He added that SMEs were at the vanguard of the economy in a post-COVID-19 world. “We want to see SMEs succeed. We encourage any business, and in particular an SME, that does not have a considered IP strategy and process to review that position. Make the most of those hard-won IP assets and have them work for the business—both in the marketplace and to drive investment and growth.”
Four out of five SMEs are counterfeiting victims
The study comes as research by brand protection company Smart Protection shows that four out of every five SMEs are victims of counterfeiting on the internet.
The report, “Impact of online counterfeits in SMBs 2021”, also published today, highlights the vulnerable situation of SMEs on the internet, and the need to have an effective and reliable technology that allows them to monitor their products online.
According to Smart Protection, cybercriminals are increasingly focused on SMEs that are usually more vulnerable than large companies. SMEs from the US attract the most attention from cybercriminals. In Europe, the most exposed companies are based in the UK, Italy, and France, closely followed by Spain and Germany.
The company analysed more than 12,000 companies in Europe and North America that sell products online, of which 5,178 are SMEs with between one and 200 employees.
According to the study, 80% of SMEs that sell their products are adversely affected by counterfeits on the internet. Of this percentage, 15% of them suffer from exceptionally high levels, 34% experience what is classed as high values, and 31% are affected in a medium or low way.
The fashion sector is the industry that suffers the most from this illicit activity. It is the sector that tops the ranking of the most counterfeited, while it is also the one with the most SMEs suffering from this problem at a very high level. According to the study, 93% of SMEs in the fashion sector are affected, followed by the electronics sector (82%), sports (79%), homeware (73%), toys (69%), and beauty and personal care (65%).
Javier Perea, CEO of Smart Protection, said: “Counterfeits on the internet are becoming more sophisticated every day. Cybercriminals can quickly select and copy emerging brands that are experiencing notable growth in their digital sales. This has a direct impact on the most innovative products in the portfolio of SMEs. This situation can pose a serious threat to their brand reputation and revenue.”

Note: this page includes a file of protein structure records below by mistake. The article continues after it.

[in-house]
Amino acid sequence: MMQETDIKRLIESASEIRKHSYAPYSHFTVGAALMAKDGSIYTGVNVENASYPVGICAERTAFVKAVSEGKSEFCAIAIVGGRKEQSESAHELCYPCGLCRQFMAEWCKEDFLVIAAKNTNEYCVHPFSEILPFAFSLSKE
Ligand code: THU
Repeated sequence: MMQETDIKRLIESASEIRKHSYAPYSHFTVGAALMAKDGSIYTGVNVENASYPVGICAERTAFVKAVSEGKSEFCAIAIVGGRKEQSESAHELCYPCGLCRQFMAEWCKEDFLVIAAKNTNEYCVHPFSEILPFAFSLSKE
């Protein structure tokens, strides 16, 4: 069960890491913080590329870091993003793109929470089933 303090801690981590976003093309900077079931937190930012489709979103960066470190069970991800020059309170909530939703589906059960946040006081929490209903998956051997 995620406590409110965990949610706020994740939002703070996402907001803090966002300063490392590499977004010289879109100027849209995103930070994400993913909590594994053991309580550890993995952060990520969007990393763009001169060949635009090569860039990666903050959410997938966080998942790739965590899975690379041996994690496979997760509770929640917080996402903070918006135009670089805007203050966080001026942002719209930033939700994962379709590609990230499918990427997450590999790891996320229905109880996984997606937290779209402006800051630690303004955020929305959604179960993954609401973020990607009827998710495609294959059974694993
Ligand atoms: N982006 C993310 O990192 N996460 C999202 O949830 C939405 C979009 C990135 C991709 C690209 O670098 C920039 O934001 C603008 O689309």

SIPS 2030: a new chapter for Singapore
To mark today’s event, the Intellectual Property Office of Singapore (IPOS) has unveiled the Singapore IP Strategy (SIPs) 2030, a 10-year blueprint to “strengthen Singapore’s position as a global intangible assets (IA) and IP hub” as well as maintain Singapore’s position as a top-ranked IP regime.
SIPS 2030 is spearheaded by an inter-agency committee comprising more than 10 government agencies developed in consultation with more than 1,000 stakeholders from the legal, financial, professional services and business community over the past 18 months.
Efforts include new IA valuation and financing initiatives to help businesses further their growth.
To better support SMEs, IP firm Mathys & Squire is marking World IP Day 2021 by hosting a virtual pitching session inviting innovative UK-based startups and SMEs to showcase their business and innovations in front of an expert panel to win a prize of £3,000.
The event is led by the Mathys & Squire Scaleup Quarter, the firm’s one-stop advisory platform focused on assisting businesses and entrepreneurs.
Andrew White, partner at Mathys & Squire, said: “Mathys & Squire is privileged to work with a diverse range of innovative UK startups and SMEs across a broad spectrum of highly dynamic sectors. We are delighted that this year’s World IP Day has been dedicated to highlighting these entrepreneurs and small businesses, whose discoveries and inventions impact our daily lives.
“We’re excited to meet the candidates and learn more about their businesses and journeys through this online pitching session.”
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World IP Day 2021, WIPO, Daren Tang, SMEs, IP, Mewburn Ellis, pandemic, Smart Protection, counterfeits, patents, trademarks, Mathys & Squire